Georgetown —BE member in DC. Plays non-scholarship football in the FCS Patriot League.
George Washington —A-10. Large private in DC. 22,710 enrollment.
Howard —MEAC. DC based " Harvard of the HBCUs".  Small at only 9,000 students, but would be a very noteworthy addition.
Delaware —CAA. State Flagship. Enrollment of 19,067. A top draw at FCS level.
Loyola ChicagoHorizon. 15,000 enrollment. Non-football school in Chicago, the nations's #3 DMA. Adding a Catholic member could appeal to the basketball BE schools.  Could be a very good add giving the Big East a foothold in that DMA, but honestly even with an offer from the Big East out there, they are unlikely to add football.
Boston University
—CAA. Long dead football program. Large Boston private. 31,766 enrolled. 
Northeastern —old off-campus bad stadium finally killed their FCS program. Boston private. 22,942 enrolled.
UMass —State flagship. Enrollment of 25,873.  Does well at FCS level.
New Hampshire —CAA. State Flagship.  A little small at 14,964 enrolled, but a solid FCS program.
(SUNY) Buffalo —MAC. A State Flagship. Largest endowment in MAC. Largest of New York's state universities. 28,192 enrolled. Big time potential if the Bills end up leaving.  "The Bullpen" suffers from grossly overbuilt end zone seating on both sides of the field and pushed away by the presence of a track.  Some of that end zone seating is thankfully in the process of being torn down.  The school would be wise to rip out the track, rip down the south end zone bleachers, and do a dig down... if conditions allow.  More sideline seats and less end zone seating could help build a larger local fan base and quickly turn around the perception of Buffalo football.  
(SUNY) Stony Brook —A State Flagship. 2nd largest of New York's state universities. 23,364 enrolled. Improving FCS program. Potentially could offer great down the road rivalry with Buffalo, Syracuse, and Rutgers.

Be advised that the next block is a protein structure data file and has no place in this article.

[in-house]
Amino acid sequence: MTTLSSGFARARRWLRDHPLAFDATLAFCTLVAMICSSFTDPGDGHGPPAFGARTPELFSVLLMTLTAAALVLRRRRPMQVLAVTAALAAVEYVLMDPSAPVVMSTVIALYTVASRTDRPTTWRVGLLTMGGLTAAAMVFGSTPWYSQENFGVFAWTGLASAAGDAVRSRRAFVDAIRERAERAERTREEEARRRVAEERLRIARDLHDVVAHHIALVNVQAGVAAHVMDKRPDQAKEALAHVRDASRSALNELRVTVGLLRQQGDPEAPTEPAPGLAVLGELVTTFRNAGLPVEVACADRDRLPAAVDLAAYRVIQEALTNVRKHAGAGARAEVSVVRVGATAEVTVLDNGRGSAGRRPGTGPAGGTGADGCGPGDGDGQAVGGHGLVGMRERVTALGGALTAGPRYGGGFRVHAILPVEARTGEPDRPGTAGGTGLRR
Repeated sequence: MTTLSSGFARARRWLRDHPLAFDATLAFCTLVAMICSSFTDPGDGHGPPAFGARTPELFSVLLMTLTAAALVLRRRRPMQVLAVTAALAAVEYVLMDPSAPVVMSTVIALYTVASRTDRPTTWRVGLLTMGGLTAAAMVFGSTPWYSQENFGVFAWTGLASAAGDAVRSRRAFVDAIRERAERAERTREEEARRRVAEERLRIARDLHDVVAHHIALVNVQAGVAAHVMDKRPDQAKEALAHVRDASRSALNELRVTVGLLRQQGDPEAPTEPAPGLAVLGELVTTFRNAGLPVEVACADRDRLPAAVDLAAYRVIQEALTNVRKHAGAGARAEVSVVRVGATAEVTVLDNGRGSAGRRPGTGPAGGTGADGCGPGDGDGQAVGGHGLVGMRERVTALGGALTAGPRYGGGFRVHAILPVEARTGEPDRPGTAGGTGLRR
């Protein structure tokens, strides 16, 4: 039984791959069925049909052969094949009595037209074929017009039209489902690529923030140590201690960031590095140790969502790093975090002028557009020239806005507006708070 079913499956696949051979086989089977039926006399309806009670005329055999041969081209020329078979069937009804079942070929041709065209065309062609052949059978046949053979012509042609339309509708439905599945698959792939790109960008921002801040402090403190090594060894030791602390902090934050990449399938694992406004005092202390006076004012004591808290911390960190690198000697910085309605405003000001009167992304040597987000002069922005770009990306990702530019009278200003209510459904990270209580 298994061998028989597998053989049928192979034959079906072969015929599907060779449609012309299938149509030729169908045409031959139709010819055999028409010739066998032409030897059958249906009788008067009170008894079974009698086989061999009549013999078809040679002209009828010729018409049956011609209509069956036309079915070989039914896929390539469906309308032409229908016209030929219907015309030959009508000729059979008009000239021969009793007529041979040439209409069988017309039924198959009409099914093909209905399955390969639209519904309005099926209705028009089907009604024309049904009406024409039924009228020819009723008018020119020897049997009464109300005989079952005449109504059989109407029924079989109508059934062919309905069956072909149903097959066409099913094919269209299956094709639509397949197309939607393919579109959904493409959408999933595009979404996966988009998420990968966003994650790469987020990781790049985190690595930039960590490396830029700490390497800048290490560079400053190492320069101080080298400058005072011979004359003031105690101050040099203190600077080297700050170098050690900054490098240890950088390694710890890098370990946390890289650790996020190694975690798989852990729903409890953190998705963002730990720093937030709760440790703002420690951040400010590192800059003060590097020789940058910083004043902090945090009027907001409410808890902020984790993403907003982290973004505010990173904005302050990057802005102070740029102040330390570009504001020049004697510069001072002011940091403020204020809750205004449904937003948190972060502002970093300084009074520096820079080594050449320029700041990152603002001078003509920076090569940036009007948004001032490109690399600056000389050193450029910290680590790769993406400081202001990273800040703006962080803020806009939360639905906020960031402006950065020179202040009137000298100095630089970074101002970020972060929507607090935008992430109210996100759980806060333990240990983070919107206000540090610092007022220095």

Ohio —MAC. 20,437 enrolled. In Columbus DMA. Seen as a cut above most MAC schools academically. 24,000 seat Peden stadium would likely have to undergo massive renovations if not total replacement.
Miami Oxford —MAC. 20,126 enrolled. 2nd largest endowment in the MAC by a good margin. In Cincinnati DMA. A public Ivy. Seen as way better than most MAC schools academically. Yager Stadium would need to be expanded, possibly a second deck added on the East side might do it (no idea on the engineering), but the stadium design is actually quite decent, and Yager could work as a somewhat smaller stadium than would be required of most schools due to their exceptional academic credentials. 33-35,000 might be fine for this stadium and this university.  Converting a lot of the space around the stadium into nearby parking and tailgating areas might help attendance a lot.
Hofstra —CAA. Just dropped football and really is a little below the cut in measurables, but a good location for the Big East near NYC.
Drexel —CAA. Philadelphia private school. Enrollment of 17,000.

And I'd add four "tier three" (there is no "tier two" in the US News rankings) exceptions to the rule: Maine, Rhode Island, George Mason, and Temple.

Maine and Rhode Island are state flagships, so the league should talk to them too. It is just respect. It is just good PR and they'd be good members of a Little East, anyway.